Canyon Neuron:ON CF 8 review

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As a short-travel but full-power eMTB, I think the Canyon Neuron:ON has tough sales game ahead of it. But to dismiss it might be to miss out on a great injection of fun on your rides.

  • Brand: Canyon
  • Product: Neuron:ON CF 8
  • From: Canyon
  • Price: £5,349
  • Tested: by Hannah


  • Reliable and clear Bosch system
  • Fun and responsive handling
  • Typically well specced bike from Canyon


  • Slippery tyres
  • Shock is a little under-gunned

It’s a trail bike. An electric trail bike. I think bikes like this have a place in the world, but I suspect human nature might make you go ‘MOAR!’.

Yes, you’ve got a great big motor to get you up the great big hills, so why not just add all the suspension you might ever need to the mix? Well, that is one school of thought, but if you mostly ride wheels on the ground bridleways and red trails, I think you might be taking some of the fun out of your ride by driving over it with a massive enduro-sofa.

The Canyon Neuron:ON CF 8 can make the trails out of your door feel fun and lively, even if what’s on your doorstep is more Deptford that Dolomites.

And yes, you could keep things lively with a low-fat ebike with smaller battery and less power – but then you’d be missing out on the level of assist that makes it impossible to kid yourself that you don’t have the time or the energy for a quick lap. Or another hill. Or maybe just another lap…

Another competitor for the wallets of buyers is going to be cheaper ebikes, with lower cost motors and components. The package you get here, with the Bosch CX motor, comes with a certain amount of confidence in both the product itself, and Canyon’s experience in customer support.

But that’s the competition. What about the Canyon Neuron:ON? What does it bring to the fight? Let’s take a closer look.

The Medium size Neuron:ON CF8 on test here weighs in at a not-bad-for-an-eMTB but still hefty 22.1kg. There is no pretending that this is anything other than hefty – cheeky trails over stiles will be an uncomfortable deadlift away.

It comes shod with some rather inadequate Schwalbe blue (Addix Speedgrip) compound Nobby Nic tyres. This blue rubber compound is to my mind too slippery for confident handling in most UK conditions. I swapped the front tyre out for a super grippy (but less hard wearing) Pirelli Scorpion Enduro Race tyre. With stacks of grip up front, I left the more slippery but durable Nobby Nic on the back. If you buy this bike, you should at least budget for an alternative front tyre, unless you live somewhere very dry and have free healthcare.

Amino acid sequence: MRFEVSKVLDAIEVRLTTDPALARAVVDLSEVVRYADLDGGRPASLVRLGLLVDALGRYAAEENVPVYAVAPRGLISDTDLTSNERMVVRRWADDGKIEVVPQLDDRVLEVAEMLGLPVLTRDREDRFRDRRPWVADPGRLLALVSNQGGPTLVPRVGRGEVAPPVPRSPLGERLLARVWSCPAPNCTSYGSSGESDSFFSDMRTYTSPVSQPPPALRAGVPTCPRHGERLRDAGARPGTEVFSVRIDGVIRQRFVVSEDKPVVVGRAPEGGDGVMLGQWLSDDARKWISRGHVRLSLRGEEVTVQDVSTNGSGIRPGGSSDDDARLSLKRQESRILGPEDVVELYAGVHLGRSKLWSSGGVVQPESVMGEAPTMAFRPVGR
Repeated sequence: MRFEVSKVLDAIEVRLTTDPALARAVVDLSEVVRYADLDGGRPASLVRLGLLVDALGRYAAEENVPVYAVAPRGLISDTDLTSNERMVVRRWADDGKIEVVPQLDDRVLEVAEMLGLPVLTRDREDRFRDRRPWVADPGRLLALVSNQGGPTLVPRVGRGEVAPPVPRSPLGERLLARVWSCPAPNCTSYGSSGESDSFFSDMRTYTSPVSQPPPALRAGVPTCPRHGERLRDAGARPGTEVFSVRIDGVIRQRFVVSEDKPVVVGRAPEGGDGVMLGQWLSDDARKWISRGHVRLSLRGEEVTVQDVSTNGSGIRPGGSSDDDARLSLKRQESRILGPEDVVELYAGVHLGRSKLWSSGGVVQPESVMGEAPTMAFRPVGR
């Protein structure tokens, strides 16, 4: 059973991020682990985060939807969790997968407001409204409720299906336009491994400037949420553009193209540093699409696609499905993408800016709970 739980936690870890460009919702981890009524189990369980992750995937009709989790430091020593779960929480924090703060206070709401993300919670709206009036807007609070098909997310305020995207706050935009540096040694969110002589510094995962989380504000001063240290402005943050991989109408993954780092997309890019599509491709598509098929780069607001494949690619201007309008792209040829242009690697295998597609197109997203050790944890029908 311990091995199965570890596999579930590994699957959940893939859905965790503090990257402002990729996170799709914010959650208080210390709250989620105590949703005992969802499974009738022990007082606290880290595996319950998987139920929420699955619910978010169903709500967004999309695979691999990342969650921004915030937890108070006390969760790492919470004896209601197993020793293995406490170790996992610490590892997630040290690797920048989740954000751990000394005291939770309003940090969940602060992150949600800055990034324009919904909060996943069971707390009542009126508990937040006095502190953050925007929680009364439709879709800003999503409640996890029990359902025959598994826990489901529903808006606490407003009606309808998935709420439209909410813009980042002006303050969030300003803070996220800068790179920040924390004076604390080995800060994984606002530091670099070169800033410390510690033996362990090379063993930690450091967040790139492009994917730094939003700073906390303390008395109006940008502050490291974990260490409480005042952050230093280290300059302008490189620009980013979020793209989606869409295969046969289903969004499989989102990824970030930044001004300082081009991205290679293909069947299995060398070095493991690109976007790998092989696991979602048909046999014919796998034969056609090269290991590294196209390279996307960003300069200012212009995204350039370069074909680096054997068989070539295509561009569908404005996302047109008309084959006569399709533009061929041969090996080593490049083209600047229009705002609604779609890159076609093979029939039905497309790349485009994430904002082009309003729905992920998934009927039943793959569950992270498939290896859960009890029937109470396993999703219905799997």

The newer format Bosch connector is a huge improvement on the previous one – still bizarrely labyrinthine levels of complicated layout, but much less ‘is it in yet?’.

The Bosch display is simple, the button thumb friendly. Possibly a touch too thumb friendly – it’s very light touch and easy to accidentally shift assist modes on the way to or from your dropper. The dropper function isn’t as buttery smooth as some higher end levers, but it’s perfectly acceptable and didn’t go waggly or cause any issues during the test.

The Bosch app allows you to track your miles and adjust your assist settings – something I didn’t feel the need to do. However, you might like to note that the Flow App that goes with it only allows the bike to be paired with one app at a time. I assume this is intended as a security feature, but if you were hoping to share the bike with someone else in your household I can imagine this might get a touch annoying.

That said, it is perfectly possible to ride the bike without the app – I mostly did. I’m more interested in riding than watching stats tick over.

The Fox 34 Float Performance fork and Fox DPS Performance shock are a little under-gunned compared to what we’re getting used to seeing on full power ebikes. However, in a trail riding setting – think wheels on the ground, occasional rollable drops – I could tune myself into a comfortable but lively ride.